She and I have become each other’s greatest cheerleaders.  We’ve coached each other through thick and thin (literally & figuratively).  At the age of 67, she emphatically decided she was sick of the myth that older women must succumb to the ravages of time.  Instead of consulting a plastic surgeon or quick fixes, she hired a life coach and began a remarkable process of transformation.  Her new mantra became “I’m building a better body.”  (In truth, she is building the “best” HER possible!)

As she began to build this authentic lifestyle, it became contagious.  The whole family started getting healthier.  When my sis completed her first 5K run (at 67), her daughter began training for triathlons.  I simultaneously discovered a passion for hot yoga and launched a new career.  The family gauntlet had been thrown down and a new standard of delightful, healthy and connected living manifested in our lives.

Last fall after Dianna (my sister) completed her 5K and was considering her next goal, I tossed out the idea of participating in the Seattle Rock n Roll ½ marathon.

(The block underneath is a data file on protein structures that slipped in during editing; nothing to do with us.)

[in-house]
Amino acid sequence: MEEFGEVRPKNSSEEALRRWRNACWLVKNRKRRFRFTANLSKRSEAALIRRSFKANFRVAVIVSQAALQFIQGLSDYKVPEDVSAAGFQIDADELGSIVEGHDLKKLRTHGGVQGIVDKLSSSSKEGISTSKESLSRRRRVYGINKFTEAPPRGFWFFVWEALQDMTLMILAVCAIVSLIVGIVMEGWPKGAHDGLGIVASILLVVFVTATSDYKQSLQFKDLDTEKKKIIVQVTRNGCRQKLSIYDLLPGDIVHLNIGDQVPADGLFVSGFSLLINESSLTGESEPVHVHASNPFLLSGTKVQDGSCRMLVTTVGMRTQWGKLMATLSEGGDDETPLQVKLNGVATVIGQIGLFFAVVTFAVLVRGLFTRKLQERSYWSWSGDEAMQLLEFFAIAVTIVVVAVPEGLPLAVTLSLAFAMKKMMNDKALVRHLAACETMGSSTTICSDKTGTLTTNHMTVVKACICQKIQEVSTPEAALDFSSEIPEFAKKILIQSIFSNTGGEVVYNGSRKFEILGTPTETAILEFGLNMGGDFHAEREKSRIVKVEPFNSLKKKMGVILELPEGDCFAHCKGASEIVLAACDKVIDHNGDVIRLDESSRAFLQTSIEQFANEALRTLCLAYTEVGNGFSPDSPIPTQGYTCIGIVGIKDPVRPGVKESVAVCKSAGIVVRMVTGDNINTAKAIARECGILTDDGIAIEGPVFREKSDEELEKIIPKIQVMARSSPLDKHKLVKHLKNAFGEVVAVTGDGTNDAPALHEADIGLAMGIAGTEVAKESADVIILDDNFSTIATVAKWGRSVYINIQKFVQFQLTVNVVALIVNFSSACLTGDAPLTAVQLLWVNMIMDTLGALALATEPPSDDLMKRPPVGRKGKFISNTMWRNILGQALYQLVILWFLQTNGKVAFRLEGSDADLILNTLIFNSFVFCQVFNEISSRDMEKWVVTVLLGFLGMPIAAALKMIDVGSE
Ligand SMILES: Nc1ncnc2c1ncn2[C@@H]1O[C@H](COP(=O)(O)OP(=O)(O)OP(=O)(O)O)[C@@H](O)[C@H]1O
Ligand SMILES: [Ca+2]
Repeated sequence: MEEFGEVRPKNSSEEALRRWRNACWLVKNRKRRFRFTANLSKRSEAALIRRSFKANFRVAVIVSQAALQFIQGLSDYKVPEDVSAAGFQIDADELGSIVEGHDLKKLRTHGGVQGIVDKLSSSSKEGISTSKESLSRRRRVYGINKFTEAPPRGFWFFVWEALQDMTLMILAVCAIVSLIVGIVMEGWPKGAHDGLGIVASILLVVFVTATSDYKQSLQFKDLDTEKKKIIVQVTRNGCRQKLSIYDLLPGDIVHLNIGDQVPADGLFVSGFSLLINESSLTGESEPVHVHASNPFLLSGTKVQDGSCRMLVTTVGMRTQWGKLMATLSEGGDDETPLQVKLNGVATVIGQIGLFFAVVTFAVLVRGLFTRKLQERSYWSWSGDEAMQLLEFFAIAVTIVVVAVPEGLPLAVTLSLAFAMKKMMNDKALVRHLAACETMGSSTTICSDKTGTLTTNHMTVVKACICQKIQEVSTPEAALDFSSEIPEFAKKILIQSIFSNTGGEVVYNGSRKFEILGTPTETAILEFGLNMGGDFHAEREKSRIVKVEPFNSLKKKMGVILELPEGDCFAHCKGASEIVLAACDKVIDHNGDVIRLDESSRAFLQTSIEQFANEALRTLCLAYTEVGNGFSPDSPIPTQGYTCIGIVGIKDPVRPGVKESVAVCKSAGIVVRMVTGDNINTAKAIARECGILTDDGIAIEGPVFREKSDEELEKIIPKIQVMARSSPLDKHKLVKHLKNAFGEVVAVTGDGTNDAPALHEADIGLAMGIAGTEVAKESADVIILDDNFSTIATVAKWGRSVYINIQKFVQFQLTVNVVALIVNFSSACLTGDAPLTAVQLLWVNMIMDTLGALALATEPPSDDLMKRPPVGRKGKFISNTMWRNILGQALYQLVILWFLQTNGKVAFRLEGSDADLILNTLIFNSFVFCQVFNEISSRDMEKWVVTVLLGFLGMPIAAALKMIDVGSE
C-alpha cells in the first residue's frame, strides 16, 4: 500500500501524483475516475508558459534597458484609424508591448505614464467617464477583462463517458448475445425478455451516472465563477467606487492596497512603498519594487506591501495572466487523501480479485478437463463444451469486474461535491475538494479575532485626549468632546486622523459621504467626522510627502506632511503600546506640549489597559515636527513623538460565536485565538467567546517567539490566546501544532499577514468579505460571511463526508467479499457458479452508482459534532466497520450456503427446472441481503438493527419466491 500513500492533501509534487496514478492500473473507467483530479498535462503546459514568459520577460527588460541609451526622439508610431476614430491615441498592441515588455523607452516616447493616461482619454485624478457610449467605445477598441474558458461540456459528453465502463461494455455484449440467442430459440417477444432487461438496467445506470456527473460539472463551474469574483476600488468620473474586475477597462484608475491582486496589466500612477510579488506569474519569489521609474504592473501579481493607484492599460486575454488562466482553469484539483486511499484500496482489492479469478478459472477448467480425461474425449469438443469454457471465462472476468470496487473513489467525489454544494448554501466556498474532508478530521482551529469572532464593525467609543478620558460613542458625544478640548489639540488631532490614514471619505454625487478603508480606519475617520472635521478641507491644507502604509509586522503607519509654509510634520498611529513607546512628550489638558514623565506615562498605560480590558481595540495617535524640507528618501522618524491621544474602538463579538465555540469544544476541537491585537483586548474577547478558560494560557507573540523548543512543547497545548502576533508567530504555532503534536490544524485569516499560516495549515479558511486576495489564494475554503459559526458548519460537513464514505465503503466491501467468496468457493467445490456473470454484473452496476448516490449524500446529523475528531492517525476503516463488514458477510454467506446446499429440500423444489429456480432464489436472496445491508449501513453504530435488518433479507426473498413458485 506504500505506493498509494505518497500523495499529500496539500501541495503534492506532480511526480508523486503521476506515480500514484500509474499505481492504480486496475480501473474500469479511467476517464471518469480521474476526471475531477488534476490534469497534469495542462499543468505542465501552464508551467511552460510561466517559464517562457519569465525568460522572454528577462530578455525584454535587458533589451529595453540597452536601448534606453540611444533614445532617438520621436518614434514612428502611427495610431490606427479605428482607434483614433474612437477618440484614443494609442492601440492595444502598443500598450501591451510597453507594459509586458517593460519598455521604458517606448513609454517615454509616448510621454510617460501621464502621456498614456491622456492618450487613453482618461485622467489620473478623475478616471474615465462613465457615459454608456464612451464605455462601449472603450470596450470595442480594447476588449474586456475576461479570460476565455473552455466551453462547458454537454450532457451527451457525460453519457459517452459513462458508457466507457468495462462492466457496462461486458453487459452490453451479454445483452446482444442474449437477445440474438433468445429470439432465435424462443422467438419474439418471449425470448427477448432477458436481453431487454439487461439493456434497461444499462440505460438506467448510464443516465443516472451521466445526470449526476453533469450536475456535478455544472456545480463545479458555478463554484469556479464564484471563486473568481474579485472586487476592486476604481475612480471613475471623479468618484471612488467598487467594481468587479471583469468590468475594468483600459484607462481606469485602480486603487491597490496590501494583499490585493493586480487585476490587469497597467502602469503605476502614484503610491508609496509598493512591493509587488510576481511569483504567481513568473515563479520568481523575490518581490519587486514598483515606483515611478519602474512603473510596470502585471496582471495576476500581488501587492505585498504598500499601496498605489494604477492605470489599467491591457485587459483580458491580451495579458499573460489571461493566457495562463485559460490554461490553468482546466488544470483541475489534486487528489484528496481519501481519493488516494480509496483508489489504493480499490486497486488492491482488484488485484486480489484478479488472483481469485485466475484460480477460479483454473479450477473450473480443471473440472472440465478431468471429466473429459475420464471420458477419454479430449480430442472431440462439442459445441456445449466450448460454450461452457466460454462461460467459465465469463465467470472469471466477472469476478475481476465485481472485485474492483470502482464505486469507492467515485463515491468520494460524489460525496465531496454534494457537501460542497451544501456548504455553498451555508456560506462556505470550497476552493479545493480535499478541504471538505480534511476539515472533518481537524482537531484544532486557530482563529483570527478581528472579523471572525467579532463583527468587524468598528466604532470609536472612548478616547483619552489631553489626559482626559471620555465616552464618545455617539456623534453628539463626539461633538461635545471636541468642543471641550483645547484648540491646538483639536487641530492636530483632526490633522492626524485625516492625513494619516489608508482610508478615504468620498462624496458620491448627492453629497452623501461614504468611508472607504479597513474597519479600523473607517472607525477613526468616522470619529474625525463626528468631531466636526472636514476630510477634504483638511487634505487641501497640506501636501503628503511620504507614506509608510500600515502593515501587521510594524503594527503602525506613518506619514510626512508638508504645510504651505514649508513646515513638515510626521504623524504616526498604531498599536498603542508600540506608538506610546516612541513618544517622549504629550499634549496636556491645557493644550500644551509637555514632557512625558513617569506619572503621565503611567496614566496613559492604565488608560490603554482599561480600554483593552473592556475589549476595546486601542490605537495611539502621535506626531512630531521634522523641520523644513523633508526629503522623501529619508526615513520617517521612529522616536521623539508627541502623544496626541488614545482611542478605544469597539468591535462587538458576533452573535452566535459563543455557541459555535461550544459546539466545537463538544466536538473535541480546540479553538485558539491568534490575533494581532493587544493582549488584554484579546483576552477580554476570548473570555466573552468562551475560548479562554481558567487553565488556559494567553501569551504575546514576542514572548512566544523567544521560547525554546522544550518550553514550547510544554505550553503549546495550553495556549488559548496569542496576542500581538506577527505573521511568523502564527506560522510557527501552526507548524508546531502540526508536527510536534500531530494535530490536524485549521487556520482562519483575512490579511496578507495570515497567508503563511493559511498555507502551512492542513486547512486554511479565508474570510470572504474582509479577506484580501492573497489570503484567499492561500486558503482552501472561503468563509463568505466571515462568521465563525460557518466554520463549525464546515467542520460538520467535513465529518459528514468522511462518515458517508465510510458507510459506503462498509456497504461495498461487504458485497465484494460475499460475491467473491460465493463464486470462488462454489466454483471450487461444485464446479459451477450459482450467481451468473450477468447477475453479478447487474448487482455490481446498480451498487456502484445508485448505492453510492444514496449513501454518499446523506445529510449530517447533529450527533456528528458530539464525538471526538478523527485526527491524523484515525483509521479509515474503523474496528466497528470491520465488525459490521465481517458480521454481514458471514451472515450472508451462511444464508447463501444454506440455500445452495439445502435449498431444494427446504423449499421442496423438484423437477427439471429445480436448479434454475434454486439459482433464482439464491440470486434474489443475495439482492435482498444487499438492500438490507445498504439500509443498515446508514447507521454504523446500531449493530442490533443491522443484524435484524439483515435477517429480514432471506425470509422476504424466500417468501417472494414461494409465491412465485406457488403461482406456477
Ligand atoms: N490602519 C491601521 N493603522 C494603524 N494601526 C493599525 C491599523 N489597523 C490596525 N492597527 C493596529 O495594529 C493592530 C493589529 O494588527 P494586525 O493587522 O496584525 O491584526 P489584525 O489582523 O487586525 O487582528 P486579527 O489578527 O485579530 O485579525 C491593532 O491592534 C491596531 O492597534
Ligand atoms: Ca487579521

Months away it sounded like a great idea and so the two of us signed up.  Cheered on by my niece (47), I invited her to come from New York to join us.  The dominoes began to fall as she completed her registration and then added her two daughters (16 & 14) to the roster.  Only one female member of our two families remained, so with a little urging my 18-year-old daughter agreed to join us.

Well, lives get busy and race day arrived faster than we imagined.  Our training schedules were spotty and although we presented as a physically fit group, my niece proclaimed the night before the event, “This may be the dumbest thing we’ve ever done.”  Or… perhaps it was the best.


Kayce S. Hughlett is known as a soulful and spirited woman. In her roles as life coach, writer, and group speaker/facilitator, she invites us to playfully and fearlessly cross the thresholds toward authentic living.  Kayce’s work focuses on helping high-functioning, under-living people uncover & maintain personal delight & joy in life.  Her personal reflections can be found at Diamonds in the Sky with Lucy.  Learn more about her work at Diamonds in the Soul.